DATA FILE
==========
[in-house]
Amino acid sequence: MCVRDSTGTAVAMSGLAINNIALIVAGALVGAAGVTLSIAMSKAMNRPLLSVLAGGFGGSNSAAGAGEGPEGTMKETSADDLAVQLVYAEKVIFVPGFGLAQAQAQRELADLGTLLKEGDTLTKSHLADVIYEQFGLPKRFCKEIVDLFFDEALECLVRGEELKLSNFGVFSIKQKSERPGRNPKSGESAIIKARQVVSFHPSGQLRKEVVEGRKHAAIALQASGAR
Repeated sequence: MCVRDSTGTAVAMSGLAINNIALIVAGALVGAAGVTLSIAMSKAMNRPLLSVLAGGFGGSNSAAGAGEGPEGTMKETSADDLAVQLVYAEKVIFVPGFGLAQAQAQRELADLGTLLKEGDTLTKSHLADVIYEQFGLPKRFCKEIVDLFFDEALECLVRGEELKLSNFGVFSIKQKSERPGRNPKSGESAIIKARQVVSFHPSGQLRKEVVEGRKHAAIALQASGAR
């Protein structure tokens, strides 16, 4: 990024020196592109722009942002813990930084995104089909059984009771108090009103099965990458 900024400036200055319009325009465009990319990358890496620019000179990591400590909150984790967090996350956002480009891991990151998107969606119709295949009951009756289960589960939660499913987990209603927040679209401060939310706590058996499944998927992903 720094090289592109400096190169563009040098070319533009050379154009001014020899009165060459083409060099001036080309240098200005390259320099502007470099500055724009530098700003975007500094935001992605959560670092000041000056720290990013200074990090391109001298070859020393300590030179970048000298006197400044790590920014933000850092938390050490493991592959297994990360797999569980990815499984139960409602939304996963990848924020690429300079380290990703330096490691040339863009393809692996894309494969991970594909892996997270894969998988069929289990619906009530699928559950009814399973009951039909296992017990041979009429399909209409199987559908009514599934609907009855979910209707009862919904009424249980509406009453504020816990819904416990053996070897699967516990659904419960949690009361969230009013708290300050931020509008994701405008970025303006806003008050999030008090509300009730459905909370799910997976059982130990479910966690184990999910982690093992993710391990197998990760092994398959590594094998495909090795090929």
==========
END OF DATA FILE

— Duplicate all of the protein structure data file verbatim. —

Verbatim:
[in-house]
Amino acid sequence: MCVRDSTGTAVAMSGLAINNIALIVAGALVGAAGVTLSIAMSKAMNRPLLSVLAGGFGGSNSAAGAGEGPEGTMKETSADDLAVQLVYAEKVIFVPGFGLAQAQAQRELADLGTLLKEGDTLTKSHLADVIYEQFGLPKRFCKEIVDLFFDEALECLVRGEELKLSNFGVFSIKQKSERPGRNPKSGESAIIKARQVVSFHPSGQLRKEVVEGRKHAAIALQASGAR
Repeated sequence: MCVRDSTGTAVAMSGLAINNIALIVAGALVGAAGVTLSIAMSKAMNRPLLSVLAGGFGGSNSAAGAGEGPEGTMKETSADDLAVQLVYAEKVIFVPGFGLAQAQAQRELADLGTLLKEGDTLTKSHLADVIYEQFGLPKRFCKEIVDLFFDEALECLVRGEELKLSNFGVFSIKQKSERPGRNPKSGESAIIKARQVVSFHPSGQLRKEVVEGRKHAAIALQASGAR
């Protein structure tokens, strides 16, 4: 990024020196592109722009942002813990930084995104089909059984009771108090009103099965990458 900024400036200055319009325009465009990319990358890496620019000179990591400590909150984790967090996350956002480009891991990151998107969606119709295949009951009756289960589960939660499913987990209603927040679209401060939310706590058996499944998927992903 720094090289592109400096190169563009040098070319533009050379154009001014020899009165060459083409060099001036080309240098200005390259320099502007470099500055724009530098700003975007500094935001992605959560670092000041000056720290990013200074990090391109001298070859020393300590030179970048000298006197400044790590920014933000850092938390050490493991592959297994990360797999569980990815499984139960409602939304996963990848924020690429300079380290990703330096490691040339863009393809692996894309494969991970594909892996997270894969998988069929289990619906009530699928559950009814399973009951039909296992017990041979009429399909209409199987559908009514599934609907009855979910209707009862919904009424249980509406009453504020816990819904416990053996070897699967516990659904419960949690009361969230009013708290300050931020509008994701405008970025303006806003008050999030008090509300009730459905909370799910997976059982130990479910966690184990999910982690093992993710391990197998990760092994398959590594094998495909090795090929």